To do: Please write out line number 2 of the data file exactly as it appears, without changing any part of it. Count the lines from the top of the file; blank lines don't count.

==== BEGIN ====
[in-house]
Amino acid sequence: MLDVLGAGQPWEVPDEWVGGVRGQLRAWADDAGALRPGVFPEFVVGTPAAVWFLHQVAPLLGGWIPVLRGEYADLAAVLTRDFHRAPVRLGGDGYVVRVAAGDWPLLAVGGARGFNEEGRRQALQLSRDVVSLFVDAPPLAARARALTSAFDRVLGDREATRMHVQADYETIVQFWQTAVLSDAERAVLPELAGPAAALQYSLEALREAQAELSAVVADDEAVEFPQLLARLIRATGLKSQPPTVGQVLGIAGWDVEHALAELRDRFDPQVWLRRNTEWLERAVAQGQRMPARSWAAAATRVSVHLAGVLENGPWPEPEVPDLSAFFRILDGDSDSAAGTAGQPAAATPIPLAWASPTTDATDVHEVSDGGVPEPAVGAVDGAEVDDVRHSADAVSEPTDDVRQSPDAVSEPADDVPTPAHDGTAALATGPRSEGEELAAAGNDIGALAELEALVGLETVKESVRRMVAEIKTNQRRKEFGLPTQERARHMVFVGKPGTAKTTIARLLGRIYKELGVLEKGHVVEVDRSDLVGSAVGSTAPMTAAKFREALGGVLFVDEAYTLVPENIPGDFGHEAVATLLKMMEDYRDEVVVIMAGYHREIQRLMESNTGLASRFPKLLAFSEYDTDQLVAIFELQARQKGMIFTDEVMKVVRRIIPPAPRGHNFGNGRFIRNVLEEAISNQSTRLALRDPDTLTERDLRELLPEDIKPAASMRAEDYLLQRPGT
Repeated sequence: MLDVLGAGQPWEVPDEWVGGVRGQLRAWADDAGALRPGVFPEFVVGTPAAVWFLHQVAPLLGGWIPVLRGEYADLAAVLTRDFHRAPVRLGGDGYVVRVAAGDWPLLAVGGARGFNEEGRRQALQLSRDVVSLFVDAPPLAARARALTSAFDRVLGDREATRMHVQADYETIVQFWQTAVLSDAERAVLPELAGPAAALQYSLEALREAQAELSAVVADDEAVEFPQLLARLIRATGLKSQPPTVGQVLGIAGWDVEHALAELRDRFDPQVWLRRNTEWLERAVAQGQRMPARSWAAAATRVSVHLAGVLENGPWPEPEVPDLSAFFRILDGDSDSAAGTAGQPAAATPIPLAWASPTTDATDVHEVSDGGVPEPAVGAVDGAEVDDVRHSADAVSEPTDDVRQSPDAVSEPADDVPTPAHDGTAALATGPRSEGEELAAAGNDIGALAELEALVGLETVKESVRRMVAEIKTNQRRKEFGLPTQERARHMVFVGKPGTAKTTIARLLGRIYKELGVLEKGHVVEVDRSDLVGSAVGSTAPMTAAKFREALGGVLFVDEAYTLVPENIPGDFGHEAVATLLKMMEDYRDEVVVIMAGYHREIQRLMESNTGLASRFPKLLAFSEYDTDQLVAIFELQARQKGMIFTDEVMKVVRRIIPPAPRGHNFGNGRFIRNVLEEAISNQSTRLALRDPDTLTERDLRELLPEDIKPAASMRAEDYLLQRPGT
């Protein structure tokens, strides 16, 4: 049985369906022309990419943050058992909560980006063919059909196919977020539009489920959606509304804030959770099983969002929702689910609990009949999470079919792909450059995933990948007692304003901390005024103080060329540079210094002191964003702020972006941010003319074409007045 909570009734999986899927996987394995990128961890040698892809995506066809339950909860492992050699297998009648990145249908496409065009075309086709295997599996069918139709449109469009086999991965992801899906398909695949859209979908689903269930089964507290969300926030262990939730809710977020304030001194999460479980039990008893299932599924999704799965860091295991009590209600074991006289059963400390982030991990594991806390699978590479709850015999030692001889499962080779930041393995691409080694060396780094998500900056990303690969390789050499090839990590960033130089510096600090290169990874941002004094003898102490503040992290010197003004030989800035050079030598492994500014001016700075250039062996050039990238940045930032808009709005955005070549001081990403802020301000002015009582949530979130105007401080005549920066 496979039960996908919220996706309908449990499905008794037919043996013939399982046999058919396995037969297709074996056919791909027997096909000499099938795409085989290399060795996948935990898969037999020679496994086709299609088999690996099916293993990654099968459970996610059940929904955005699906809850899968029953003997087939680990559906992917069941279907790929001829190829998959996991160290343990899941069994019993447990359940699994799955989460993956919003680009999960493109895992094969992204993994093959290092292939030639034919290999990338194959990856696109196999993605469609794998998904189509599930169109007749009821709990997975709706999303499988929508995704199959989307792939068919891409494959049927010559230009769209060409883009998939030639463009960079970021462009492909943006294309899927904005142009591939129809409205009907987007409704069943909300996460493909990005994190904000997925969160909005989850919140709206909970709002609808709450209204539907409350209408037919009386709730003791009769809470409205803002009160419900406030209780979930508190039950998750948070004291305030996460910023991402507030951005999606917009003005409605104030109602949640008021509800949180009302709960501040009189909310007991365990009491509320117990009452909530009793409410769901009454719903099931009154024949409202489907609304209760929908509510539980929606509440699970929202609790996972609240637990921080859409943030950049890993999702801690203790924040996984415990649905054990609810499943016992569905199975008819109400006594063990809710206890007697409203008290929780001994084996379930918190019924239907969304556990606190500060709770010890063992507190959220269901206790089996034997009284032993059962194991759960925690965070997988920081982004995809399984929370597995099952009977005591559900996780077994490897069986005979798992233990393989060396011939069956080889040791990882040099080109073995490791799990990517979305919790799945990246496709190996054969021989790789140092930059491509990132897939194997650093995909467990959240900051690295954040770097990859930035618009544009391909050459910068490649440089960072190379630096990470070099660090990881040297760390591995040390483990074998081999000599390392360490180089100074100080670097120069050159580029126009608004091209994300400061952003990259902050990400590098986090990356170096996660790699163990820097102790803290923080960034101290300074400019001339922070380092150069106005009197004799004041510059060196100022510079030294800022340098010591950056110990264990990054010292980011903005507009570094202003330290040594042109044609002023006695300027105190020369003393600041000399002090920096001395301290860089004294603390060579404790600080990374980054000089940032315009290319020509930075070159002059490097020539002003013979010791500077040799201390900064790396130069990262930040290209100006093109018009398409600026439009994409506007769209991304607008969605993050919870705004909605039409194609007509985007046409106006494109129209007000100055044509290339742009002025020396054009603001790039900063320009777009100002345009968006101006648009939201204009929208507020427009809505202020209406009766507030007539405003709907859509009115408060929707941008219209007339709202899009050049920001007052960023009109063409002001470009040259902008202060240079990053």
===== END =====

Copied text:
Amino acid sequence: MLDVLGAGQPWEVPDEWVGGVRGQLRAWADDAGALRPGVFPEFVVGTPAAVWFLHQVAPLLGGWIPVLRGEYADLAAVLTRDFHRAPVRLGGDGYVVRVAAGDWPLLAVGGARGFNEEGRRQALQLSRDVVSLFVDAPPLAARARALTSAFDRVLGDREATRMHVQADYETIVQFWQTAVLSDAERAVLPELAGPAAALQYSLEALREAQAELSAVVADDEAVEFPQLLARLIRATGLKSQPPTVGQVLGIAGWDVEHALAELRDRFDPQVWLRRNTEWLERAVAQGQRMPARSWAAAATRVSVHLAGVLENGPWPEPEVPDLSAFFRILDGDSDSAAGTAGQPAAATPIPLAWASPTTDATDVHEVSDGGVPEPAVGAVDGAEVDDVRHSADAVSEPTDDVRQSPDAVSEPADDVPTPAHDGTAALATGPRSEGEELAAAGNDIGALAELEALVGLETVKESVRRMVAEIKTNQRRKEFGLPTQERARHMVFVGKPGTAKTTIARLLGRIYKELGVLEKGHVVEVDRSDLVGSAVGSTAPMTAAKFREALGGVLFVDEAYTLVPENIPGDFGHEAVATLLKMMEDYRDEVVVIMAGYHREIQRLMESNTGLASRFPKLLAFSEYDTDQLVAIFELQARQKGMIFTDEVMKVVRRIIPPAPRGHNFGNGRFIRNVLEEAISNQSTRLALRDPDTLTERDLRELLPEDIKPAASMRAEDYLLQRPGT